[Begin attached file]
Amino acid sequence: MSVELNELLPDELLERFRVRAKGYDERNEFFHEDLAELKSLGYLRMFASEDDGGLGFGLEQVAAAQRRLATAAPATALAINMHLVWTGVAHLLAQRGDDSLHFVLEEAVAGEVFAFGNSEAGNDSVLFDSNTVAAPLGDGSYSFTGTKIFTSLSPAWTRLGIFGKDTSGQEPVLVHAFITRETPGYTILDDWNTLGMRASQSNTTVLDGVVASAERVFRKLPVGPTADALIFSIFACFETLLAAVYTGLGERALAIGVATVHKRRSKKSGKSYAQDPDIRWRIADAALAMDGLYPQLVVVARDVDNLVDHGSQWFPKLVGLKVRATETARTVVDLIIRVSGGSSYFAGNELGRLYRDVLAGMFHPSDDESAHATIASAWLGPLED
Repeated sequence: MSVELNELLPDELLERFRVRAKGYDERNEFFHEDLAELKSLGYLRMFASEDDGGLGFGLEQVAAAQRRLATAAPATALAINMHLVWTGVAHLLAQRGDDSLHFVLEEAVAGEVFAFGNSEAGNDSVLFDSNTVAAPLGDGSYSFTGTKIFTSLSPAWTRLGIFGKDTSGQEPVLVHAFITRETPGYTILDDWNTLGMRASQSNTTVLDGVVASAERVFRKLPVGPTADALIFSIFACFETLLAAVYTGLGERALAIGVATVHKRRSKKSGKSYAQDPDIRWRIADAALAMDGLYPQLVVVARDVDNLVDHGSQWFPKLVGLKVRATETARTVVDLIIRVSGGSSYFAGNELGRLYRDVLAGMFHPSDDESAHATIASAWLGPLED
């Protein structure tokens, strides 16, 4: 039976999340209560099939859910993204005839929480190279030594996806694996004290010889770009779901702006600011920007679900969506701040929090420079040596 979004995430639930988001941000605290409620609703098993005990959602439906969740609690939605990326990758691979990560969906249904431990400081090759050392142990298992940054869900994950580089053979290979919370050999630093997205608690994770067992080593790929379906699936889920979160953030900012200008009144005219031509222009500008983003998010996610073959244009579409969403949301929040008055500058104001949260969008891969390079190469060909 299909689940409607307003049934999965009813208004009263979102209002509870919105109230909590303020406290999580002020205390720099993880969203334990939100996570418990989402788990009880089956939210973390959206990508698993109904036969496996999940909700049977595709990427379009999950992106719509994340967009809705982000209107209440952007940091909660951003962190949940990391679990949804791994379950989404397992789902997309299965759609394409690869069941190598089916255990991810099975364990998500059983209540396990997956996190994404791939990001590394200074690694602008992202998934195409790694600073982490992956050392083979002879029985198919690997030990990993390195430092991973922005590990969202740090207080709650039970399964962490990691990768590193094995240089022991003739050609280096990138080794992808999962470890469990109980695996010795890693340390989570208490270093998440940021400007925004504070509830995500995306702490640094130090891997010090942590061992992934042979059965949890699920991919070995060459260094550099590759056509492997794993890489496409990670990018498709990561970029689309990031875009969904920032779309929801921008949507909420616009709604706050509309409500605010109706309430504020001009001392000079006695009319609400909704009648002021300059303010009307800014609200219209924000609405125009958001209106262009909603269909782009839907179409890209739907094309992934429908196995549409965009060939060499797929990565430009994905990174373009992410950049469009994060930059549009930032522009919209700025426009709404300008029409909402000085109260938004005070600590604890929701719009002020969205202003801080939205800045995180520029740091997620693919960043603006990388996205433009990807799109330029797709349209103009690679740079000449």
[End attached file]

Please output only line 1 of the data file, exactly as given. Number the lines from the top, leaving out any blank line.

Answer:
Amino acid sequence: MSVELNELLPDELLERFRVRAKGYDERNEFFHEDLAELKSLGYLRMFASEDDGGLGFGLEQVAAAQRRLATAAPATALAINMHLVWTGVAHLLAQRGDDSLHFVLEEAVAGEVFAFGNSEAGNDSVLFDSNTVAAPLGDGSYSFTGTKIFTSLSPAWTRLGIFGKDTSGQEPVLVHAFITRETPGYTILDDWNTLGMRASQSNTTVLDGVVASAERVFRKLPVGPTADALIFSIFACFETLLAAVYTGLGERALAIGVATVHKRRSKKSGKSYAQDPDIRWRIADAALAMDGLYPQLVVVARDVDNLVDHGSQWFPKLVGLKVRATETARTVVDLIIRVSGGSSYFAGNELGRLYRDVLAGMFHPSDDESAHATIASAWLGPLED